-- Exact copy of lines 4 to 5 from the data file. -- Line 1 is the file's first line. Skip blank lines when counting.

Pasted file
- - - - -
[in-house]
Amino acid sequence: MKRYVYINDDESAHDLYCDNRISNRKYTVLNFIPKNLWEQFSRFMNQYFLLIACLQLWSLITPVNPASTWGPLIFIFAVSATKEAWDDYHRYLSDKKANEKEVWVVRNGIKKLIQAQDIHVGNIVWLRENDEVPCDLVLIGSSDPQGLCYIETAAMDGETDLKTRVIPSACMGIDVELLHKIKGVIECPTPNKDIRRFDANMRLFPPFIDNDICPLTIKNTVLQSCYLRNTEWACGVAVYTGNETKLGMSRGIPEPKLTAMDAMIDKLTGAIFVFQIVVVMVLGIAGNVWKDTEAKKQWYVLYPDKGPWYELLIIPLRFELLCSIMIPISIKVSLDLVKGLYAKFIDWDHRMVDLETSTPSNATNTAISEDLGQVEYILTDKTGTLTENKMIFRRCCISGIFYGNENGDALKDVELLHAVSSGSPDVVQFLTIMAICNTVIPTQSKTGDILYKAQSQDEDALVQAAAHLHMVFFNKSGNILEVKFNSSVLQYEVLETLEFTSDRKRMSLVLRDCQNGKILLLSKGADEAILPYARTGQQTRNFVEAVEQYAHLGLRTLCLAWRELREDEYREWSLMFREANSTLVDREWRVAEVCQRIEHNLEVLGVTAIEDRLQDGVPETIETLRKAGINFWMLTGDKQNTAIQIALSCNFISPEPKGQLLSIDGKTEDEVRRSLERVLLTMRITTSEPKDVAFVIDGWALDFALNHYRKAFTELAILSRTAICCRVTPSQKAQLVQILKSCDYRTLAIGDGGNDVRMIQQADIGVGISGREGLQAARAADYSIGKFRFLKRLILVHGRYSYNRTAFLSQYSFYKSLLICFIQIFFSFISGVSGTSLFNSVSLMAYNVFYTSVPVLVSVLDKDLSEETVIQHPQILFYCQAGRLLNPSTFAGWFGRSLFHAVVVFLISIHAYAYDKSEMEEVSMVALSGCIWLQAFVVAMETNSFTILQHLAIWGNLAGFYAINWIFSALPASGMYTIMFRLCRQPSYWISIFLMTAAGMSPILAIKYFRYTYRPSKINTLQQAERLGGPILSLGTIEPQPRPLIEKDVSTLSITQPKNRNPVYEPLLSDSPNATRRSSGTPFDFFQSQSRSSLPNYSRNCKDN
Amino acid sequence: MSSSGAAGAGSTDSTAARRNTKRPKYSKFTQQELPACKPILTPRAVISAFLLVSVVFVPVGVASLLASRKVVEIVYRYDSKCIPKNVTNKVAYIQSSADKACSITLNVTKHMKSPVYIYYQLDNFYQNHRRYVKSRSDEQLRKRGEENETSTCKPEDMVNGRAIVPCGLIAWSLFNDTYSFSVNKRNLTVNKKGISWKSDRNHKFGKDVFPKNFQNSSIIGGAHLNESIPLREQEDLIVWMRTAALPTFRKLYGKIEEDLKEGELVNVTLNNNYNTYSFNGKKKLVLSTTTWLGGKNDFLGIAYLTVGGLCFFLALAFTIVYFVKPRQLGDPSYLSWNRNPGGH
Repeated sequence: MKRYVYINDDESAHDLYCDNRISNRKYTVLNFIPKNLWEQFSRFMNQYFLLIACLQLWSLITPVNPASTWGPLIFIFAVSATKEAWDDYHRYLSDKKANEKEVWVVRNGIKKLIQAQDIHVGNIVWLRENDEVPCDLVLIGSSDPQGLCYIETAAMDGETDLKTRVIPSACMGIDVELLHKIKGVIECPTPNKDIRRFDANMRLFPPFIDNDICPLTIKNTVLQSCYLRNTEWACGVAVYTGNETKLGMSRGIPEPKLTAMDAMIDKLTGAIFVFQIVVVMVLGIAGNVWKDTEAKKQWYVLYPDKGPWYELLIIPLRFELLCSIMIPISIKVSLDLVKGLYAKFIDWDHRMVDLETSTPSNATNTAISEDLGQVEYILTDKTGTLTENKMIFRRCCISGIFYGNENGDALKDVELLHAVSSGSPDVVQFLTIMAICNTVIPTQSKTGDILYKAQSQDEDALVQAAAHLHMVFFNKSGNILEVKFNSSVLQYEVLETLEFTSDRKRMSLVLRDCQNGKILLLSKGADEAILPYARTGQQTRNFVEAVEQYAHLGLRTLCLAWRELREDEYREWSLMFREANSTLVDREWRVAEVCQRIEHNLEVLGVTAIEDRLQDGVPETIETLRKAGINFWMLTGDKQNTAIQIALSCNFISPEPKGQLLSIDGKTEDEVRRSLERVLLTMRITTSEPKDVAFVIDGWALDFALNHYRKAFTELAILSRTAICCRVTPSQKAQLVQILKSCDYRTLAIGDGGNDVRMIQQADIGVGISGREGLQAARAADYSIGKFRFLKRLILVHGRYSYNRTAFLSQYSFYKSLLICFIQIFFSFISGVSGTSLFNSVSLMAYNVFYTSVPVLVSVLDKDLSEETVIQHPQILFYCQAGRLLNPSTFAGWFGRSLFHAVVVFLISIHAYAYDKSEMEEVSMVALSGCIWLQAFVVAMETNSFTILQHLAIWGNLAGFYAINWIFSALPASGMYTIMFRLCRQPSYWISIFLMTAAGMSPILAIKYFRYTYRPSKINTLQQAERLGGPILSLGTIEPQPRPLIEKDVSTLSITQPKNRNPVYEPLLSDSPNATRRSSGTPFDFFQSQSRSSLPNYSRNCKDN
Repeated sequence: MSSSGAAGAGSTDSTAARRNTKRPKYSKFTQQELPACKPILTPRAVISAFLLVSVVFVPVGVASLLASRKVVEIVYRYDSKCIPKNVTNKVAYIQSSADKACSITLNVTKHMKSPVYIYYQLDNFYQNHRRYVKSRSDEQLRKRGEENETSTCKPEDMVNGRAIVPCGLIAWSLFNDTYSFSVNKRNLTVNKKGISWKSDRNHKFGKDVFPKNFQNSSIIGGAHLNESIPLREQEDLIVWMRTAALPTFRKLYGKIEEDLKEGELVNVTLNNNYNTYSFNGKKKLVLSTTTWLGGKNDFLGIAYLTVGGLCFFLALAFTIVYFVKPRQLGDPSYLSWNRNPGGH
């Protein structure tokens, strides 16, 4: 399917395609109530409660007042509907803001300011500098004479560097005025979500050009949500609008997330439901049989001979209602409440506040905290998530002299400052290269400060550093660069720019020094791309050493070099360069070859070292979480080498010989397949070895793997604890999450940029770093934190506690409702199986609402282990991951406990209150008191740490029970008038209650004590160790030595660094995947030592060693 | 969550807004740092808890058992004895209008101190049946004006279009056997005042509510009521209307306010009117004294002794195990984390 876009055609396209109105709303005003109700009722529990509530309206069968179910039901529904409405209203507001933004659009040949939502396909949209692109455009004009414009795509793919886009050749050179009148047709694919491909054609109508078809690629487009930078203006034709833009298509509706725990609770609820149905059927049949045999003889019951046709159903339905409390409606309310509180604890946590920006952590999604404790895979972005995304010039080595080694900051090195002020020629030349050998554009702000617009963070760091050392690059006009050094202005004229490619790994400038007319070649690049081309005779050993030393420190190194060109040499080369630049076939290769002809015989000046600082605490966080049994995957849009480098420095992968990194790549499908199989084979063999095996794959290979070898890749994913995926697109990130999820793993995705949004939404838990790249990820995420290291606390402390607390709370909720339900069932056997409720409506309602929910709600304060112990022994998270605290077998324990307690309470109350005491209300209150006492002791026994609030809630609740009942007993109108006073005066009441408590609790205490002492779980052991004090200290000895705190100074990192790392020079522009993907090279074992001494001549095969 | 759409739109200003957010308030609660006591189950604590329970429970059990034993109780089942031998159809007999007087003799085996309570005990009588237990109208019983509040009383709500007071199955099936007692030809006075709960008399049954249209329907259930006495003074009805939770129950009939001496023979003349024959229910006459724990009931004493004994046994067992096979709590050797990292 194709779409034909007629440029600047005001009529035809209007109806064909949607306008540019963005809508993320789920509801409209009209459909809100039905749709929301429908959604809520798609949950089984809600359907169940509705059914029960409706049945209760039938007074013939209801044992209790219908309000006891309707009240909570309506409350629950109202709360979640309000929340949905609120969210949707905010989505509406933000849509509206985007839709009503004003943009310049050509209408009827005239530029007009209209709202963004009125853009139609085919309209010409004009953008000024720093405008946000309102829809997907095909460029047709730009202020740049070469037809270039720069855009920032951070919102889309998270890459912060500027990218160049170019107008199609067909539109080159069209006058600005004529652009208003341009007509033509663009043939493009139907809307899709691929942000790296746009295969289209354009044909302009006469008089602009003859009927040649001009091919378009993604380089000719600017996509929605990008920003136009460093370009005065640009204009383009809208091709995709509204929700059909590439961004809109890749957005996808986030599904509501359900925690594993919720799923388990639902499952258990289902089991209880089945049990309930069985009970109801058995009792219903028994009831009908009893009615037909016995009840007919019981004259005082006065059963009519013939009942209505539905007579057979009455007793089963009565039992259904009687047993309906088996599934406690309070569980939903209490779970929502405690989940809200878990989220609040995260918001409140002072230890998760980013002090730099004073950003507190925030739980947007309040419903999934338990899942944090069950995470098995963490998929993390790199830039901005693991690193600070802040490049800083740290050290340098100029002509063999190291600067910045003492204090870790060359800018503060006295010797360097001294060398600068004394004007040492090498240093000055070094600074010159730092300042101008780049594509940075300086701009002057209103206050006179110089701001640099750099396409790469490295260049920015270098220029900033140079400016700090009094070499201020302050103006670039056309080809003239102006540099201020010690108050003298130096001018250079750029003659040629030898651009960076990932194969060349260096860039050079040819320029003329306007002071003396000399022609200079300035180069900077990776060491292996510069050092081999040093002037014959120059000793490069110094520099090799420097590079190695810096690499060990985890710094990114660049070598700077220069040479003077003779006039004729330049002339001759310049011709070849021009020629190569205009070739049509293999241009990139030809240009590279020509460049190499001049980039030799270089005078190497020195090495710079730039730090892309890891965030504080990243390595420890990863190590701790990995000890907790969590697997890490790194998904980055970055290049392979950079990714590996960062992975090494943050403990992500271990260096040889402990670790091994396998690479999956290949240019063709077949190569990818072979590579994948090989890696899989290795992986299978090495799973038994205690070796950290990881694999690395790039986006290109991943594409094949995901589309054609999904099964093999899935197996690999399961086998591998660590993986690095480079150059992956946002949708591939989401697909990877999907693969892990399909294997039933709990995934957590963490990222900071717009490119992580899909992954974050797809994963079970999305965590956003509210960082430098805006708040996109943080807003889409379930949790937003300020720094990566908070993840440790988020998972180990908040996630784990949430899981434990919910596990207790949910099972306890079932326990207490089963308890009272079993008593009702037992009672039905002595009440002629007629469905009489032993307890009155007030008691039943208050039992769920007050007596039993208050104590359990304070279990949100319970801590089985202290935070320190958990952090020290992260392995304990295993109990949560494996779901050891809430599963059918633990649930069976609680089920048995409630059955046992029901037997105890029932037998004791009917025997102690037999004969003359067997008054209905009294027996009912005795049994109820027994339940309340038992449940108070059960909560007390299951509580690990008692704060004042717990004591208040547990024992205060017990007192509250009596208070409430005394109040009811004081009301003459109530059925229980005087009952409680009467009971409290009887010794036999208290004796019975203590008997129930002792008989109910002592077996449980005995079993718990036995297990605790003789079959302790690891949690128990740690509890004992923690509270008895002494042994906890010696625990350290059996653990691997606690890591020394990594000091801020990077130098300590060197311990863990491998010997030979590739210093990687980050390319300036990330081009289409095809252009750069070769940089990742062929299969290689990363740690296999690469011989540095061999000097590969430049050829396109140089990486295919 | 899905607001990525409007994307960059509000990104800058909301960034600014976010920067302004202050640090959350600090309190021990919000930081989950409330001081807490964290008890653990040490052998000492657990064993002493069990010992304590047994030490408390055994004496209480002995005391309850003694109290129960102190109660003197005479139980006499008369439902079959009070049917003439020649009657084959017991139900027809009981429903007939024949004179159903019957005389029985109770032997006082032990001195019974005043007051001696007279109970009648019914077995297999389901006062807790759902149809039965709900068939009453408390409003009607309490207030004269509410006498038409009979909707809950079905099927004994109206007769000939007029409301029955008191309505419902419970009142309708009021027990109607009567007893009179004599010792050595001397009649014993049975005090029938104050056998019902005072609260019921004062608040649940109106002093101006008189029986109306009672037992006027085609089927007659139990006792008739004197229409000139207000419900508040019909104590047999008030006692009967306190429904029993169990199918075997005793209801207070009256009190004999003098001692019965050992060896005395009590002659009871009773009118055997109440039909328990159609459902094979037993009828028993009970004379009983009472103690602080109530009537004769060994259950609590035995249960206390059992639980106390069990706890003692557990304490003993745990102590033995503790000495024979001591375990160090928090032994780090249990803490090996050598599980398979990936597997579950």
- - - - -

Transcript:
Repeated sequence: MKRYVYINDDESAHDLYCDNRISNRKYTVLNFIPKNLWEQFSRFMNQYFLLIACLQLWSLITPVNPASTWGPLIFIFAVSATKEAWDDYHRYLSDKKANEKEVWVVRNGIKKLIQAQDIHVGNIVWLRENDEVPCDLVLIGSSDPQGLCYIETAAMDGETDLKTRVIPSACMGIDVELLHKIKGVIECPTPNKDIRRFDANMRLFPPFIDNDICPLTIKNTVLQSCYLRNTEWACGVAVYTGNETKLGMSRGIPEPKLTAMDAMIDKLTGAIFVFQIVVVMVLGIAGNVWKDTEAKKQWYVLYPDKGPWYELLIIPLRFELLCSIMIPISIKVSLDLVKGLYAKFIDWDHRMVDLETSTPSNATNTAISEDLGQVEYILTDKTGTLTENKMIFRRCCISGIFYGNENGDALKDVELLHAVSSGSPDVVQFLTIMAICNTVIPTQSKTGDILYKAQSQDEDALVQAAAHLHMVFFNKSGNILEVKFNSSVLQYEVLETLEFTSDRKRMSLVLRDCQNGKILLLSKGADEAILPYARTGQQTRNFVEAVEQYAHLGLRTLCLAWRELREDEYREWSLMFREANSTLVDREWRVAEVCQRIEHNLEVLGVTAIEDRLQDGVPETIETLRKAGINFWMLTGDKQNTAIQIALSCNFISPEPKGQLLSIDGKTEDEVRRSLERVLLTMRITTSEPKDVAFVIDGWALDFALNHYRKAFTELAILSRTAICCRVTPSQKAQLVQILKSCDYRTLAIGDGGNDVRMIQQADIGVGISGREGLQAARAADYSIGKFRFLKRLILVHGRYSYNRTAFLSQYSFYKSLLICFIQIFFSFISGVSGTSLFNSVSLMAYNVFYTSVPVLVSVLDKDLSEETVIQHPQILFYCQAGRLLNPSTFAGWFGRSLFHAVVVFLISIHAYAYDKSEMEEVSMVALSGCIWLQAFVVAMETNSFTILQHLAIWGNLAGFYAINWIFSALPASGMYTIMFRLCRQPSYWISIFLMTAAGMSPILAIKYFRYTYRPSKINTLQQAERLGGPILSLGTIEPQPRPLIEKDVSTLSITQPKNRNPVYEPLLSDSPNATRRSSGTPFDFFQSQSRSSLPNYSRNCKDN
Repeated sequence: MSSSGAAGAGSTDSTAARRNTKRPKYSKFTQQELPACKPILTPRAVISAFLLVSVVFVPVGVASLLASRKVVEIVYRYDSKCIPKNVTNKVAYIQSSADKACSITLNVTKHMKSPVYIYYQLDNFYQNHRRYVKSRSDEQLRKRGEENETSTCKPEDMVNGRAIVPCGLIAWSLFNDTYSFSVNKRNLTVNKKGISWKSDRNHKFGKDVFPKNFQNSSIIGGAHLNESIPLREQEDLIVWMRTAALPTFRKLYGKIEEDLKEGELVNVTLNNNYNTYSFNGKKKLVLSTTTWLGGKNDFLGIAYLTVGGLCFFLALAFTIVYFVKPRQLGDPSYLSWNRNPGGH